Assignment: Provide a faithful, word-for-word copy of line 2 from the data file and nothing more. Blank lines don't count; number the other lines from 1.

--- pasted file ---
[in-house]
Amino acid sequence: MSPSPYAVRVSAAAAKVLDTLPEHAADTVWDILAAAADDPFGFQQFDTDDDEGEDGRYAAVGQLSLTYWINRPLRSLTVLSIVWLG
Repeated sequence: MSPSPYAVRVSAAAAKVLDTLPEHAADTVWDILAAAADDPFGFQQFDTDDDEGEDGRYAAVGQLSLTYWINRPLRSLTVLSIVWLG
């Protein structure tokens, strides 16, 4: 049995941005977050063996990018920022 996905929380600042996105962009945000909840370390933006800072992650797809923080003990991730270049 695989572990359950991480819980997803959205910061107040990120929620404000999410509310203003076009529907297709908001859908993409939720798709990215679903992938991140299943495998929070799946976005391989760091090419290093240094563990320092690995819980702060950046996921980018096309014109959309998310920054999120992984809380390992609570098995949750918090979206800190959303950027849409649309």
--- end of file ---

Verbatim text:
Amino acid sequence: MSPSPYAVRVSAAAAKVLDTLPEHAADTVWDILAAAADDPFGFQQFDTDDDEGEDGRYAAVGQLSLTYWINRPLRSLTVLSIVWLG